Bootstrap Institute logo Doug Engelbart's
   Colloquium at Stanford
An In-Depth Look at "The Unfinished Revolution"
Session 9
Bootstrapping in your organization and community
Douglas C. Engelbart1.*
- unedited transcript -

Welcome back to session nine of the "Unfinished Revolution". Every time I have to say, this is not my "Unfinished Revolution". It is society's "Unfinished Revolution". So, the sessions  name is bootstrapping in your organization and community. During the course of the previous eight  sessions, we have gone through the cycle of the different parts of the conceptual framework, several  times and talked about bootstrapping. I am going to dip into a little bit more, come up for air, and  we have some very interesting speakers today. Let's get going. 

The idea for the terminology of bootstrapping emerged, for me, way back. So I though it would be interesting to go back and show you the frame which that introduced. So there was a report  eleven years after I started off on this great jaunt. 

There was an initial, grand, "Bootstrapping Plan"

I had had some support from an air force office of scientific research to actually do a study for building a conceptual framework. If I had known at the time what the word paradigm meant,  it hadn't been published yet, I would have said paradigms. That's a thick report; part of it was  published a year and a half later as a chapter in a book. A few years ago, this was put on the web.  It was done in Germany as the first link. There are some errors in there on translation. That was  transferred over as part of Stanford's history site. That doesn't have any diagrams. So, I used the  German ones still. A really admire the graduate student who went out and found that and managed to  do a nice job converting. 

  • For ferreting out the '62 SRI Report, "Augmenting Human Intellect: A Conceptual Framework," by Michael Friedewald, graduate student in Germany, for his PhD project, in 1997, who found and transcribed into HTML this and other early papers:
  • Thank you, Dr. Friedewald!!

So we are going to get some views on that. So, I want to say thank you Dr. Fredwall. It was nice for him to do that and communicate with us and say it was accessible. 

09-Eng01.jpg Fig. 1

So here's a part of that report. The thing that I am trying to do is develop the concept of the bootstrapping as it emerged in there, just to get it clearer. So I said if I start a research  activity and labeled it A-1. I said I would be depending upon the information on the existing  disciplines that are out there in the world and that would provide me the solid lines on information  about psychology and whatever was going on in the world. Also, the outside world would be providing  me with tools and techniques, which I could use to do the research. You know computer programming  and the like. Both of those things were important. The background knowledge I was going to use and  digest, but essentially the things that were going to augment me. So I had the dotted line for that,  in this report we start expanding on that picture. Saying when I got going I would have that product  and the product of our research would be how do you augment yourself through computers.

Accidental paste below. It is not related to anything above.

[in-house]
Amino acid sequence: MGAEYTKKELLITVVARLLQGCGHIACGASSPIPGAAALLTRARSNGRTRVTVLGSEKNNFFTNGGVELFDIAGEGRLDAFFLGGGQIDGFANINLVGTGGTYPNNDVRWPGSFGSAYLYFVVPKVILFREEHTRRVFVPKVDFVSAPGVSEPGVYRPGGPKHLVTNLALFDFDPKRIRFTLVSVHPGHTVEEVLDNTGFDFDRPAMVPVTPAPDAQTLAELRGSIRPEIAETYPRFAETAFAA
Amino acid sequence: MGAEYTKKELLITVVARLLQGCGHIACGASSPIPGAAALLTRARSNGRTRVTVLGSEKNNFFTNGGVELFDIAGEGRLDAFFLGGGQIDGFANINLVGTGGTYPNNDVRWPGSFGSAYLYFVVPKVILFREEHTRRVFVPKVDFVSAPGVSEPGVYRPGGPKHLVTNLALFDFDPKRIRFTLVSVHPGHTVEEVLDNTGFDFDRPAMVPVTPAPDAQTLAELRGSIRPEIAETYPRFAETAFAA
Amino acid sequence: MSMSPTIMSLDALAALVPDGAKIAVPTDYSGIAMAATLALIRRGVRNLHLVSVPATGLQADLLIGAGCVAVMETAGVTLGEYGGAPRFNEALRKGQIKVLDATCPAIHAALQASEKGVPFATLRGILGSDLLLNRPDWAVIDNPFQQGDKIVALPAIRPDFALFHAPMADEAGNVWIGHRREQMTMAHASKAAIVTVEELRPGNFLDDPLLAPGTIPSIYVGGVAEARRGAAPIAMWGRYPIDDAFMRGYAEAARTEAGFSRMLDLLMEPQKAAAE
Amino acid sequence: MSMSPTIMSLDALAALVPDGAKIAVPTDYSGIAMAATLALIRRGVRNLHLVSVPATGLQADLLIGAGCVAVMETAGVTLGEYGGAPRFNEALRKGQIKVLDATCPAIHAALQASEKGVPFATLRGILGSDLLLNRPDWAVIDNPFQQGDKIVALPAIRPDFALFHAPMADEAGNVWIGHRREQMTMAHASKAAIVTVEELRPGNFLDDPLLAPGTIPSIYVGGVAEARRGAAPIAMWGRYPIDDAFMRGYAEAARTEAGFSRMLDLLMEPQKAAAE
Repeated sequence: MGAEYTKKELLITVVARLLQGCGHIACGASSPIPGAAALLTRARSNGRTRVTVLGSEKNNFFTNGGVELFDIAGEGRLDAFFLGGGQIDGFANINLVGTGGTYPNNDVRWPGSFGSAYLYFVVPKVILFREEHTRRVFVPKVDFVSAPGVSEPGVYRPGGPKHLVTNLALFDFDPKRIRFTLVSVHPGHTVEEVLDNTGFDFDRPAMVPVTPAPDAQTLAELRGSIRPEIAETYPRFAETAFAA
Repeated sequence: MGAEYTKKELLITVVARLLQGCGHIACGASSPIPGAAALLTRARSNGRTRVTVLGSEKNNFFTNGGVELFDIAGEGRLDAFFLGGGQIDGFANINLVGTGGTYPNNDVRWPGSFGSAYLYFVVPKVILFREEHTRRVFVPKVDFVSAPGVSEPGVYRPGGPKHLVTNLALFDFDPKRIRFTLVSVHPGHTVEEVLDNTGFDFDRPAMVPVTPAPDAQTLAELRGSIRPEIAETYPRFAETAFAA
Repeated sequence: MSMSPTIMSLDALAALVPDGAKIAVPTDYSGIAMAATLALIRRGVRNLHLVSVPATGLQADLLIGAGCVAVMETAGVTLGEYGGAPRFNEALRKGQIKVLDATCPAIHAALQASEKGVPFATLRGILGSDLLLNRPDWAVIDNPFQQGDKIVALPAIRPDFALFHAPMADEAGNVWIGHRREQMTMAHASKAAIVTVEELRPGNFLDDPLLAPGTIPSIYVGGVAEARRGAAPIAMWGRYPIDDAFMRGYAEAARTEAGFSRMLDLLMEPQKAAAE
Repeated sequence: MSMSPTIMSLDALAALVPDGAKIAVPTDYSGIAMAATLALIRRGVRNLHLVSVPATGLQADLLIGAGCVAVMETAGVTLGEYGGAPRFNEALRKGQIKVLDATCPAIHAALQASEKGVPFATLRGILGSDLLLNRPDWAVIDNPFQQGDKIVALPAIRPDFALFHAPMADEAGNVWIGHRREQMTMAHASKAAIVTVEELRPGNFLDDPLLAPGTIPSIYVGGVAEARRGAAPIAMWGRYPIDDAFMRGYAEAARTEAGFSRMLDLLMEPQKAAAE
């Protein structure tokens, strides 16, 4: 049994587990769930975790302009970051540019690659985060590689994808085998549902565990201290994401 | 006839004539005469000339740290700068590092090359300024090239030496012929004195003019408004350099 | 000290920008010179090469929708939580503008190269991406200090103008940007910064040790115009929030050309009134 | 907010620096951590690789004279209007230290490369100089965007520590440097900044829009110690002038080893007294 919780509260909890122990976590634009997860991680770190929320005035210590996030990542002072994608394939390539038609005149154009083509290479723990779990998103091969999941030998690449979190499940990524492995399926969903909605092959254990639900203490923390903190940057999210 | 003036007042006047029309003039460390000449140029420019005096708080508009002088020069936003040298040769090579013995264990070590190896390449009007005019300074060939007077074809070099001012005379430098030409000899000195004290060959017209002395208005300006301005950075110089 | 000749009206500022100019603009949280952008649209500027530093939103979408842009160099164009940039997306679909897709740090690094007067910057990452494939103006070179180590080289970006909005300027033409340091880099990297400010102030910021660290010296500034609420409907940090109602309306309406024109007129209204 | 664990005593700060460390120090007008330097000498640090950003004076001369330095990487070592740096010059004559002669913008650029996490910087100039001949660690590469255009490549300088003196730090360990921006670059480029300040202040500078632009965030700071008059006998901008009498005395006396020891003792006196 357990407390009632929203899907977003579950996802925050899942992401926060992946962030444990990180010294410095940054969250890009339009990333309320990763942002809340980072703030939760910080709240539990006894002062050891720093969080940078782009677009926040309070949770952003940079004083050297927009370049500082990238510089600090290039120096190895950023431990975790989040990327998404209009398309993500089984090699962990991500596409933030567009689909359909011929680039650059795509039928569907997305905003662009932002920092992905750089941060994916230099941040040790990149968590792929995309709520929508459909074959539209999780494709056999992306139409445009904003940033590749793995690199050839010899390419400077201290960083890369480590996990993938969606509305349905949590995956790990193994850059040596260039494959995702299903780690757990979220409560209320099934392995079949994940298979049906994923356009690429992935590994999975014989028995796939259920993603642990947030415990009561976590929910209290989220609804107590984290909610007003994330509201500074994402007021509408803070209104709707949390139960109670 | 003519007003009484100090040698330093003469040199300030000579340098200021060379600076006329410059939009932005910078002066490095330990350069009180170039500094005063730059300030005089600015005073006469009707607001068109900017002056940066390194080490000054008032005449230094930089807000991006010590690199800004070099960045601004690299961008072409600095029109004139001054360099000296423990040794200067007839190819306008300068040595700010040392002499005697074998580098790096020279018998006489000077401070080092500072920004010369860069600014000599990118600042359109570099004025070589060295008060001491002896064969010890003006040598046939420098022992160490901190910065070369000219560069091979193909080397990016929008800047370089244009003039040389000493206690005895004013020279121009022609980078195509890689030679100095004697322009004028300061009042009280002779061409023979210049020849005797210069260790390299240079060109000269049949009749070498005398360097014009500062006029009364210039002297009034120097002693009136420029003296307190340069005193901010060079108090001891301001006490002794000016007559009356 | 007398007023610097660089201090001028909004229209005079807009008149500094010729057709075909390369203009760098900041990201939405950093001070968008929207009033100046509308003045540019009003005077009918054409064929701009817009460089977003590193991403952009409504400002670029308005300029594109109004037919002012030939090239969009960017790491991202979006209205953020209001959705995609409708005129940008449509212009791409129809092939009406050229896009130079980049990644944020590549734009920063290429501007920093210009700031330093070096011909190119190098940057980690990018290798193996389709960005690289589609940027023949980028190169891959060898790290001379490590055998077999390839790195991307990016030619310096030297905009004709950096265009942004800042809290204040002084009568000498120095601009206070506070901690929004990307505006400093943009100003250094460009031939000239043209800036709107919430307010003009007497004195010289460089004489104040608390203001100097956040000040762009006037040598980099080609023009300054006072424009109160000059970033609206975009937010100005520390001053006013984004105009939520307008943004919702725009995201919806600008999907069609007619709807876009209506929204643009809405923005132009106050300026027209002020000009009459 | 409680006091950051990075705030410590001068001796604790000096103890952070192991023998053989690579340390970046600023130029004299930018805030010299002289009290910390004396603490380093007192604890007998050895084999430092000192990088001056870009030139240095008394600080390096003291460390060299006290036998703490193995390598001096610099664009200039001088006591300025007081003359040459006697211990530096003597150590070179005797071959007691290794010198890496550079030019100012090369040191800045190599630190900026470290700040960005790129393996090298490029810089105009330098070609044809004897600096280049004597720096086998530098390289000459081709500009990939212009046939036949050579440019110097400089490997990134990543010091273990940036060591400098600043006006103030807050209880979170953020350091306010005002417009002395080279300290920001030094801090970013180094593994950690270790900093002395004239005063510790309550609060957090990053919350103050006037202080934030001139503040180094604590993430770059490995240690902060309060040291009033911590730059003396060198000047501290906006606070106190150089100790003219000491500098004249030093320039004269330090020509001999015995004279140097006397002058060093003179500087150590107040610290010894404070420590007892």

09-Eng02.jpg Fig. 2

Look, we  would feed that output back which would be knowledge and etc..but it would come back in as  capabilities and technologies I could use to increase our laboratory's efficiency. That was the very  first thing I called bootstrapping just really feedback that if your output is something that can  improve your capability, boy you plow it back and it is really good. The thinking about that really  matured during the writing of this contract until there was a whole framework. 

Diagram inserted by webmaster
Total program
A total program. Diagram taken from D.C. Engelbart, "Augmenting Human Intellect: A Conceptial Framework" (October 1962). Suggested relationships among the major activities involved in achieving the stated objective (essentially of significantly boosting human power in A3 and U1). The solid lines indicate things to work on, the dotted lines indicate things to work with. Figures 3 - 10 point to parts of this diagram.

09-Eng03.jpg Fig. 3

I am starting at the bottom of it cause I couldn't get it all on the screen. So here is the D1 and the A2 that we were talking about here. We will unfold this as it goes just to show you  something about an infrastructure in which bootstrapping had quite a few levels of activity.

09-Eng04.jpg Fig. 4

The  total program, that is the title of the report suggested relationship among the major activities  involved in achieving a state of objective, which is essentially boosting human power in the A3 and  E1 boxes. That is very noble. 

09-Eng05.jpg Fig. 5